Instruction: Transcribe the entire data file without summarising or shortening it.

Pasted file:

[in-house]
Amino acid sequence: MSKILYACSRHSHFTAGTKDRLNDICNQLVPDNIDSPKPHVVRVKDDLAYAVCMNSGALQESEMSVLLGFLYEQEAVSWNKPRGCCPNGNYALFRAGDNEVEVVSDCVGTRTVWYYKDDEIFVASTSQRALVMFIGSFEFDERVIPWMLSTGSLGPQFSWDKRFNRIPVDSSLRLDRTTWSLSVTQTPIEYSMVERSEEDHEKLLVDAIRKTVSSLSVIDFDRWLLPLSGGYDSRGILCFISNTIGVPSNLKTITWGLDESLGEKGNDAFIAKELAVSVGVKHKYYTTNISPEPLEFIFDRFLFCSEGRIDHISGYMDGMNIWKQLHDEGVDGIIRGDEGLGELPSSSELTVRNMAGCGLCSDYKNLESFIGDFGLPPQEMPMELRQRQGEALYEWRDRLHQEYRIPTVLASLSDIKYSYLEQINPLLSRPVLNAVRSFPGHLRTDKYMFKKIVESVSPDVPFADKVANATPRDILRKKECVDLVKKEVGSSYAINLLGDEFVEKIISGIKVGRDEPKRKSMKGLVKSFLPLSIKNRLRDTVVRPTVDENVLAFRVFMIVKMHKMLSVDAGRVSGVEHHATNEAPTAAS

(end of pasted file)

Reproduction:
[in-house]
Amino acid sequence: MSKILYACSRHSHFTAGTKDRLNDICNQLVPDNIDSPKPHVVRVKDDLAYAVCMNSGALQESEMSVLLGFLYEQEAVSWNKPRGCCPNGNYALFRAGDNEVEVVSDCVGTRTVWYYKDDEIFVASTSQRALVMFIGSFEFDERVIPWMLSTGSLGPQFSWDKRFNRIPVDSSLRLDRTTWSLSVTQTPIEYSMVERSEEDHEKLLVDAIRKTVSSLSVIDFDRWLLPLSGGYDSRGILCFISNTIGVPSNLKTITWGLDESLGEKGNDAFIAKELAVSVGVKHKYYTTNISPEPLEFIFDRFLFCSEGRIDHISGYMDGMNIWKQLHDEGVDGIIRGDEGLGELPSSSELTVRNMAGCGLCSDYKNLESFIGDFGLPPQEMPMELRQRQGEALYEWRDRLHQEYRIPTVLASLSDIKYSYLEQINPLLSRPVLNAVRSFPGHLRTDKYMFKKIVESVSPDVPFADKVANATPRDILRKKECVDLVKKEVGSSYAINLLGDEFVEKIISGIKVGRDEPKRKSMKGLVKSFLPLSIKNRLRDTVVRPTVDENVLAFRVFMIVKMHKMLSVDAGRVSGVEHHATNEAPTAAS